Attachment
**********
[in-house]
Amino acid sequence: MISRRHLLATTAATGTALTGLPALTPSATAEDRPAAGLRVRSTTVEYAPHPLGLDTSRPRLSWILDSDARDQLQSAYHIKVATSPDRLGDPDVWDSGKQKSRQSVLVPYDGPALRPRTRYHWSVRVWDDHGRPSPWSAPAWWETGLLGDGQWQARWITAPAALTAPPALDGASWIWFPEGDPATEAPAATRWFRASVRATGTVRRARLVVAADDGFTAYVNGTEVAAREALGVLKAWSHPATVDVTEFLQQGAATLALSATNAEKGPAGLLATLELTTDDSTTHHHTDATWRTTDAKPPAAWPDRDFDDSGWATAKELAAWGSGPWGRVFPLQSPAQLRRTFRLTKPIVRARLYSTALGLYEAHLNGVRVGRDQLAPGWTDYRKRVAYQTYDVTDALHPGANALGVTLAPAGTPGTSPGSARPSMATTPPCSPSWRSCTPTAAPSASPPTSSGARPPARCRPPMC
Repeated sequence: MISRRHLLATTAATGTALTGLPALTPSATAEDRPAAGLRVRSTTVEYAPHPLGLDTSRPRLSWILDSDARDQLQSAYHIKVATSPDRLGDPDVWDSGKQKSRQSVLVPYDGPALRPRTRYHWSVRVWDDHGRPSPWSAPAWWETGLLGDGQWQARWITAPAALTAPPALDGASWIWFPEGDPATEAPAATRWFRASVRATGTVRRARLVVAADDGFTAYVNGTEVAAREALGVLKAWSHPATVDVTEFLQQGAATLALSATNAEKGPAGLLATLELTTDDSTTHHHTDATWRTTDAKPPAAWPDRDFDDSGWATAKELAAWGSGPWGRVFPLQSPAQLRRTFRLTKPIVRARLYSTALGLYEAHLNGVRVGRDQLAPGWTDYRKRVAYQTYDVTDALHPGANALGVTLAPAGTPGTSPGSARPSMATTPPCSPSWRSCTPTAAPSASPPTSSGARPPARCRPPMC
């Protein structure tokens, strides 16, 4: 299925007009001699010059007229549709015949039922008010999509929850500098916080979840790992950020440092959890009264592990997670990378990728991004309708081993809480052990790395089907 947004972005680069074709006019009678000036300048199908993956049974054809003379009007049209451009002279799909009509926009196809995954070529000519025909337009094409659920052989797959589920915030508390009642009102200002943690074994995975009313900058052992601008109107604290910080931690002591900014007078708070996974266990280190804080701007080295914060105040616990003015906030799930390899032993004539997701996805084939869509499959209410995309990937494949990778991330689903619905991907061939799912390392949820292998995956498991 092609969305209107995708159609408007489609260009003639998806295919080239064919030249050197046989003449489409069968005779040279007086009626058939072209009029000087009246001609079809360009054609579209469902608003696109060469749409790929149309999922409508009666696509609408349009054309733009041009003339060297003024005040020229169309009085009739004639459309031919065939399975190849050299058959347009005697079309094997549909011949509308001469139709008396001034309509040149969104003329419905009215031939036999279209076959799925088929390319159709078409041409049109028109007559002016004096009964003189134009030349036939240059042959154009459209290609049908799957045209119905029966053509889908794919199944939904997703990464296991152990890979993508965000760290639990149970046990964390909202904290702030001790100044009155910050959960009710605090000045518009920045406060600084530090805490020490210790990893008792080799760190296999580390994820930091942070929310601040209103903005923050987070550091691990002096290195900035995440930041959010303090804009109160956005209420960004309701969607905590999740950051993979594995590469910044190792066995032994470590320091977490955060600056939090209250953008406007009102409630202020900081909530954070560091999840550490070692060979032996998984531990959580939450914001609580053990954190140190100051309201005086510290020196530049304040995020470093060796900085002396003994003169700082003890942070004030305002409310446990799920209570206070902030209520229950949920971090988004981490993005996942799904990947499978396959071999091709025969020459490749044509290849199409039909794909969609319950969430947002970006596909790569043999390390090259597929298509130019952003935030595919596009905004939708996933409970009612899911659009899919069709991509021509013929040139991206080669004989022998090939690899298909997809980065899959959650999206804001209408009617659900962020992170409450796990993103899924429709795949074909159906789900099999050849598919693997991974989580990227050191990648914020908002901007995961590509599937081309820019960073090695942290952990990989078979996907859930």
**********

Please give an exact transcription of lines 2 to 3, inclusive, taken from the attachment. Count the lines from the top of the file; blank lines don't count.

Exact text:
Amino acid sequence: MISRRHLLATTAATGTALTGLPALTPSATAEDRPAAGLRVRSTTVEYAPHPLGLDTSRPRLSWILDSDARDQLQSAYHIKVATSPDRLGDPDVWDSGKQKSRQSVLVPYDGPALRPRTRYHWSVRVWDDHGRPSPWSAPAWWETGLLGDGQWQARWITAPAALTAPPALDGASWIWFPEGDPATEAPAATRWFRASVRATGTVRRARLVVAADDGFTAYVNGTEVAAREALGVLKAWSHPATVDVTEFLQQGAATLALSATNAEKGPAGLLATLELTTDDSTTHHHTDATWRTTDAKPPAAWPDRDFDDSGWATAKELAAWGSGPWGRVFPLQSPAQLRRTFRLTKPIVRARLYSTALGLYEAHLNGVRVGRDQLAPGWTDYRKRVAYQTYDVTDALHPGANALGVTLAPAGTPGTSPGSARPSMATTPPCSPSWRSCTPTAAPSASPPTSSGARPPARCRPPMC
Repeated sequence: MISRRHLLATTAATGTALTGLPALTPSATAEDRPAAGLRVRSTTVEYAPHPLGLDTSRPRLSWILDSDARDQLQSAYHIKVATSPDRLGDPDVWDSGKQKSRQSVLVPYDGPALRPRTRYHWSVRVWDDHGRPSPWSAPAWWETGLLGDGQWQARWITAPAALTAPPALDGASWIWFPEGDPATEAPAATRWFRASVRATGTVRRARLVVAADDGFTAYVNGTEVAAREALGVLKAWSHPATVDVTEFLQQGAATLALSATNAEKGPAGLLATLELTTDDSTTHHHTDATWRTTDAKPPAAWPDRDFDDSGWATAKELAAWGSGPWGRVFPLQSPAQLRRTFRLTKPIVRARLYSTALGLYEAHLNGVRVGRDQLAPGWTDYRKRVAYQTYDVTDALHPGANALGVTLAPAGTPGTSPGSARPSMATTPPCSPSWRSCTPTAAPSASPPTSSGARPPARCRPPMC